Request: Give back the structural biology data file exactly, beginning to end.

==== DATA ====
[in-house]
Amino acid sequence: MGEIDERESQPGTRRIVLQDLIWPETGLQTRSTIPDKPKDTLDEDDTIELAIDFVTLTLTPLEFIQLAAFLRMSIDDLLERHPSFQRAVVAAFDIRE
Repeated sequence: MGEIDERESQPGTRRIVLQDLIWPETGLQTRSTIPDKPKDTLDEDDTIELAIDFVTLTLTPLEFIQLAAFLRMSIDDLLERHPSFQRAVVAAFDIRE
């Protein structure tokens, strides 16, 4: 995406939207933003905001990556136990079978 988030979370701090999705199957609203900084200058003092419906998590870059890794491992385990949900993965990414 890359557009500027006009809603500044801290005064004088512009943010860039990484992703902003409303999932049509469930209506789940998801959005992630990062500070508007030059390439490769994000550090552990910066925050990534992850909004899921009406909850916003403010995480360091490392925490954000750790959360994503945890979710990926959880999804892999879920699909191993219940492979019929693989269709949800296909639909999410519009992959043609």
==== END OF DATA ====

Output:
[in-house]
Amino acid sequence: MGEIDERESQPGTRRIVLQDLIWPETGLQTRSTIPDKPKDTLDEDDTIELAIDFVTLTLTPLEFIQLAAFLRMSIDDLLERHPSFQRAVVAAFDIRE
Repeated sequence: MGEIDERESQPGTRRIVLQDLIWPETGLQTRSTIPDKPKDTLDEDDTIELAIDFVTLTLTPLEFIQLAAFLRMSIDDLLERHPSFQRAVVAAFDIRE
């Protein structure tokens, strides 16, 4: 995406939207933003905001990556136990079978 988030979370701090999705199957609203900084200058003092419906998590870059890794491992385990949900993965990414 890359557009500027006009809603500044801290005064004088512009943010860039990484992703902003409303999932049509469930209506789940998801959005992630990062500070508007030059390439490769994000550090552990910066925050990534992850909004899921009406909850916003403010995480360091490392925490954000750790959360994503945890979710990926959880999804892999879920699909191993219940492979019929693989269709949800296909639909999410519009992959043609």